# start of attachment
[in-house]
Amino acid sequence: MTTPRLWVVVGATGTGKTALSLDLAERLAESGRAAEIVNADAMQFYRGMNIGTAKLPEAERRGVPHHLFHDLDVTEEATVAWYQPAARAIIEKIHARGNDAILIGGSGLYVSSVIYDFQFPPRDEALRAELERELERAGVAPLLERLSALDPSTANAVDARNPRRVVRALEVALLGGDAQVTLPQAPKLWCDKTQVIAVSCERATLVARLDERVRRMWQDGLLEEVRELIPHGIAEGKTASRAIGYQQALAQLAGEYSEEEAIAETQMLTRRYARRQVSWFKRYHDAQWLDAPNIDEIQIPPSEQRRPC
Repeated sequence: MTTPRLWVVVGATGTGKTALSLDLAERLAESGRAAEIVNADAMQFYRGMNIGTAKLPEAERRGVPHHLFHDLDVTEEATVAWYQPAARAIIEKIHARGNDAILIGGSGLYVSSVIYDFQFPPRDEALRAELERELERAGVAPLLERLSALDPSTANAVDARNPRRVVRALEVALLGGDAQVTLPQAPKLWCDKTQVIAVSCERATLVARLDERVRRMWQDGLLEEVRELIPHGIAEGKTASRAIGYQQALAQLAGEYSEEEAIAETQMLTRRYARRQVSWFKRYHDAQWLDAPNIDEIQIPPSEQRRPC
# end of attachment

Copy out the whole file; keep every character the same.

[in-house]
Amino acid sequence: MTTPRLWVVVGATGTGKTALSLDLAERLAESGRAAEIVNADAMQFYRGMNIGTAKLPEAERRGVPHHLFHDLDVTEEATVAWYQPAARAIIEKIHARGNDAILIGGSGLYVSSVIYDFQFPPRDEALRAELERELERAGVAPLLERLSALDPSTANAVDARNPRRVVRALEVALLGGDAQVTLPQAPKLWCDKTQVIAVSCERATLVARLDERVRRMWQDGLLEEVRELIPHGIAEGKTASRAIGYQQALAQLAGEYSEEEAIAETQMLTRRYARRQVSWFKRYHDAQWLDAPNIDEIQIPPSEQRRPC
Repeated sequence: MTTPRLWVVVGATGTGKTALSLDLAERLAESGRAAEIVNADAMQFYRGMNIGTAKLPEAERRGVPHHLFHDLDVTEEATVAWYQPAARAIIEKIHARGNDAILIGGSGLYVSSVIYDFQFPPRDEALRAELERELERAGVAPLLERLSALDPSTANAVDARNPRRVVRALEVALLGGDAQVTLPQAPKLWCDKTQVIAVSCERATLVARLDERVRRMWQDGLLEEVRELIPHGIAEGKTASRAIGYQQALAQLAGEYSEEEAIAETQMLTRRYARRQVSWFKRYHDAQWLDAPNIDEIQIPPSEQRRPC